This Is The Problem With Pregnancy Food Rules
Since becoming pregnant, most days I lack the mental and physical strength to get out of bed. I’m nauseous all the time. To make matters worse, from the moment I wake up, I have intense hunger pains. They aren’t gradual or patient, and they trigger angst about the days’ meals.
For about a month, the stress of what to eat during the day has been enough to keep me up at night. Too much food and I feel like it’s all coming up. Too little and I will be hungry again in 45 minutes. I don’t know my stomach anymore.
All of this is exacerbated by pressure to eat as clean and healthfully as possible when pregnant. Of course, as a pregnant woman, I believe that I should eat foods that nourish my body as best as possible. But what happens when the pressure to eat right stops you from eating at all? Have we ever considered that the way we have moralized our diet shames and terrifies mothers-to-be so much that they literally can’t stomach the consequences and opt out of eating?
With my first pregnancy, I didn’t have any health complications, but my doctor was concerned about my rapid weight gain. Those conversations about “watching my weight” and limiting my portions stuck with me and led to a really complicated relationship with food.
Donyae Coles, a healing justice writer and yoga teacher for her studio, Fat Witch Yoga had a similar experience. “When I was pregnant with my last child I had gestational diabetes and realized that what was out there for helping to manage that wasn’t great. Suddenly there was this idea that nearly everything I could eat was ‘bad’ and I was really miserable. I know for me the stress and hormones of the pregnancy made just planning meals an extremely charged and unpleasant task,” she explained.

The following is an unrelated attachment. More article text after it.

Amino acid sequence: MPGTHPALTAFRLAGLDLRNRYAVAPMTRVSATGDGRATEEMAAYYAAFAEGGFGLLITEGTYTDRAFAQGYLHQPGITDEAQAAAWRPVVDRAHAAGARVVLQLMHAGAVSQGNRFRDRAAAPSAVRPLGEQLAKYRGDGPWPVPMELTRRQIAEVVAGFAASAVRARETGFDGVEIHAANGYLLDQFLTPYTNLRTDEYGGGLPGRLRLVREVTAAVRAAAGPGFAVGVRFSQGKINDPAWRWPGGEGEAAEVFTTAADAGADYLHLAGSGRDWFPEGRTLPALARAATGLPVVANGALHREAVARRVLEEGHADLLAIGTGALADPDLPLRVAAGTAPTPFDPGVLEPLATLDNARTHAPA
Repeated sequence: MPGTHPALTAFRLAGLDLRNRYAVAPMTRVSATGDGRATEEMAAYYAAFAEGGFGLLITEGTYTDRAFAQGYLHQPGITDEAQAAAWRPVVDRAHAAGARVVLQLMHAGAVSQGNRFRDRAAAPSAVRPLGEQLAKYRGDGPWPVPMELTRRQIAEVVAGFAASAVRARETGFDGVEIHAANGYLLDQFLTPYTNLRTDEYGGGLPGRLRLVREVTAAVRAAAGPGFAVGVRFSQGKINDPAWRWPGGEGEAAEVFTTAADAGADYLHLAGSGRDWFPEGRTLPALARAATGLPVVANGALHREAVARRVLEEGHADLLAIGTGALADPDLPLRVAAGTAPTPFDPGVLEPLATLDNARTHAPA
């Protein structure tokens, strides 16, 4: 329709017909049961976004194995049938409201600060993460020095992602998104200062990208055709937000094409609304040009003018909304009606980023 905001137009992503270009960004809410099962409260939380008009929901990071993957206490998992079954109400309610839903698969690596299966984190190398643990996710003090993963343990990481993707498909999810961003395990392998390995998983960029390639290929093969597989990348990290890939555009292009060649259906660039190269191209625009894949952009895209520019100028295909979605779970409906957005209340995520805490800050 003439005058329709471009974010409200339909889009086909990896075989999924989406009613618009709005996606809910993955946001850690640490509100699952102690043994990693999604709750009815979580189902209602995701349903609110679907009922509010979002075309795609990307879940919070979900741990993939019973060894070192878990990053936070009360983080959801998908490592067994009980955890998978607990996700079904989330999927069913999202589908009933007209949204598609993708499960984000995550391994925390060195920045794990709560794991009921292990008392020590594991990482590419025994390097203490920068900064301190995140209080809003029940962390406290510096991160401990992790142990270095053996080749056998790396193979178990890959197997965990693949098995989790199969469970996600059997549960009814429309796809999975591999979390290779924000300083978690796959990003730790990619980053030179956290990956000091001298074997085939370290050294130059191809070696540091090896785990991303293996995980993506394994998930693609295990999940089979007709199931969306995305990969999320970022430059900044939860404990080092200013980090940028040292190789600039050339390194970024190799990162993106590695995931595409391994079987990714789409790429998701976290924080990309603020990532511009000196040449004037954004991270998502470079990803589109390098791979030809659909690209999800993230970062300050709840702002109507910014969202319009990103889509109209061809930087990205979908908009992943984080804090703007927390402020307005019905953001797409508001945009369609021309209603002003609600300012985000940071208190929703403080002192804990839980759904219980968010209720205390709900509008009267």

As a result, she made the choice to stop giving food so much control over her life.
“I decided to stop moralizing food in 2012, before my last pregnancy. I realized I was constantly thinking along ‘good’ and ‘bad’ terms and it was making me very unhappy. I adopted HAES (Health at Every Size) philosophy and started changing my life to have a more healthy relationship with food,” she said.
Although I didn’t have gestational diabetes, many women do, and the messages they receive can cause long-term consequences. The panic surrounding such restrictive eating can lead to anxiety and depression.
“I think that even though my situation had a medical component, the entire concept of moralizing food just adds another layer to the stress of pregnancy and pushes women into thought processes that don’t promote their health,” said Coles.
As Coles describes, the pressure to eat an assortment of brightly colored healthy foods has limited me. That stress is intensified when it’s hard to keep most things down. I believe, like non-pregnant people, we should be flexible enough to eat mindfully, but understand there will be times that we must stray from our original plan. Growing a person is hard enough without battling rigid messages about “bad” food and “good” food.
“I mean obviously, don’t eat gas station sushi but people should feel more empowered to trust their bodies and listen to their needs rather than be pushed into ideas of ‘this is good, this is bad,'” she explained.
I’m working to getting into a similar mental space. I won’t punish myself for having a sandwich and some chips if it’s the only thing my stomach accepts. There will probably be even more days when I survive on applesauce, ginger ale, and mandarin oranges. At this point in my life, however, finding the strength to eat anything at all is an accomplishment — and right now, that’s good enough.
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